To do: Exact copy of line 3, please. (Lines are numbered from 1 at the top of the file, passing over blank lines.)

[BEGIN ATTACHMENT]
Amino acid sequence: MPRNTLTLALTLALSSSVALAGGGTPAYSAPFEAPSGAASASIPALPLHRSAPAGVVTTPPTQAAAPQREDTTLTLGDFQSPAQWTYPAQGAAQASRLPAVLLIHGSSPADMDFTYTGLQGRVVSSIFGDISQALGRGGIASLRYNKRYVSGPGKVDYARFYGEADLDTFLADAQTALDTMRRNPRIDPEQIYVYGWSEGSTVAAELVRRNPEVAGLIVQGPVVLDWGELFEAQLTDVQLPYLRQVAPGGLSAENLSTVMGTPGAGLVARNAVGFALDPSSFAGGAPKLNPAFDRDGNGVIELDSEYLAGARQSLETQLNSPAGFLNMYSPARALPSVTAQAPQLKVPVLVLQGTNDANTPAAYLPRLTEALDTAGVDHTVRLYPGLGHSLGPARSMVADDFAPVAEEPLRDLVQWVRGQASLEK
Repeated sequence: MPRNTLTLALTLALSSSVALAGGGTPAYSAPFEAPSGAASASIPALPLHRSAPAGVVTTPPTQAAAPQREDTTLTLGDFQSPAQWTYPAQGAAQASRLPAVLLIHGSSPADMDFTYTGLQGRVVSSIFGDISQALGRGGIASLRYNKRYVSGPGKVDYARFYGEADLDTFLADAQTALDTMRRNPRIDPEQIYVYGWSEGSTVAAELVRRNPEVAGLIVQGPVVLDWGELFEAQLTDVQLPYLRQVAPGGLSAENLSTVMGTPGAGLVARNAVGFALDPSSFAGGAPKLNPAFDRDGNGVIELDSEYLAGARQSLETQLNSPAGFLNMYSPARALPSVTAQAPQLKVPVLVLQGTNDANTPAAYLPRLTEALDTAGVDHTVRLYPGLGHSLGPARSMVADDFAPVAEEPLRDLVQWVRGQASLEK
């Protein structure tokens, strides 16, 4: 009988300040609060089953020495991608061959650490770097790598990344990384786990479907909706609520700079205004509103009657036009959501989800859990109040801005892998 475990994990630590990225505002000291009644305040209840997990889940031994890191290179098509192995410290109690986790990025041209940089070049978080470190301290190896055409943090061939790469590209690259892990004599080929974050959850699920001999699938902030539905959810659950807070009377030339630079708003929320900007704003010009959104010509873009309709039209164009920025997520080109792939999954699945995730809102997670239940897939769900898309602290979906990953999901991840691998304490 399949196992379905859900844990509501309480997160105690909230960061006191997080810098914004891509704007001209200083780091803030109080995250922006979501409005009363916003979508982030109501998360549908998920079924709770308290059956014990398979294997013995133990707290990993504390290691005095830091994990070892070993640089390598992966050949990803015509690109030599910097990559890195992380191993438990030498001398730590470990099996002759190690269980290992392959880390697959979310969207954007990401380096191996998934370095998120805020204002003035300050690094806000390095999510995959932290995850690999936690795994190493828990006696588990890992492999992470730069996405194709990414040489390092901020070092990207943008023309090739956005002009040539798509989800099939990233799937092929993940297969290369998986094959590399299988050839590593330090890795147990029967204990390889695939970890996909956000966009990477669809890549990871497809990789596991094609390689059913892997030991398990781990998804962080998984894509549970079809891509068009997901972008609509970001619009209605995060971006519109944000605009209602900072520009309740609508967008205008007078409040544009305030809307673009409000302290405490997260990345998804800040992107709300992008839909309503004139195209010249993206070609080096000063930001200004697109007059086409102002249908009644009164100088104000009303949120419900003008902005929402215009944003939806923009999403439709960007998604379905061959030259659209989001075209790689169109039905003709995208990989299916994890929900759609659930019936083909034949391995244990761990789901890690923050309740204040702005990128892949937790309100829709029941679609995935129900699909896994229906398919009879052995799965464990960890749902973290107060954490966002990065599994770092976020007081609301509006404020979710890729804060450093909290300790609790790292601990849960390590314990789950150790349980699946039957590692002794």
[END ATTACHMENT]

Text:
């Protein structure tokens, strides 16, 4: 009988300040609060089953020495991608061959650490770097790598990344990384786990479907909706609520700079205004509103009657036009959501989800859990109040801005892998 475990994990630590990225505002000291009644305040209840997990889940031994890191290179098509192995410290109690986790990025041209940089070049978080470190301290190896055409943090061939790469590209690259892990004599080929974050959850699920001999699938902030539905959810659950807070009377030339630079708003929320900007704003010009959104010509873009309709039209164009920025997520080109792939999954699945995730809102997670239940897939769900898309602290979906990953999901991840691998304490 399949196992379905859900844990509501309480997160105690909230960061006191997080810098914004891509704007001209200083780091803030109080995250922006979501409005009363916003979508982030109501998360549908998920079924709770308290059956014990398979294997013995133990707290990993504390290691005095830091994990070892070993640089390598992966050949990803015509690109030599910097990559890195992380191993438990030498001398730590470990099996002759190690269980290992392959880390697959979310969207954007990401380096191996998934370095998120805020204002003035300050690094806000390095999510995959932290995850690999936690795994190493828990006696588990890992492999992470730069996405194709990414040489390092901020070092990207943008023309090739956005002009040539798509989800099939990233799937092929993940297969290369998986094959590399299988050839590593330090890795147990029967204990390889695939970890996909956000966009990477669809890549990871497809990789596991094609390689059913892997030991398990781990998804962080998984894509549970079809891509068009997901972008609509970001619009209605995060971006519109944000605009209602900072520009309740609508967008205008007078409040544009305030809307673009409000302290405490997260990345998804800040992107709300992008839909309503004139195209010249993206070609080096000063930001200004697109007059086409102002249908009644009164100088104000009303949120419900003008902005929402215009944003939806923009999403439709960007998604379905061959030259659209989001075209790689169109039905003709995208990989299916994890929900759609659930019936083909034949391995244990761990789901890690923050309740204040702005990128892949937790309100829709029941679609995935129900699909896994229906398919009879052995799965464990960890749902973290107060954490966002990065599994770092976020007081609301509006404020979710890729804060450093909290300790609790790292601990849960390590314990789950150790349980699946039957590692002794």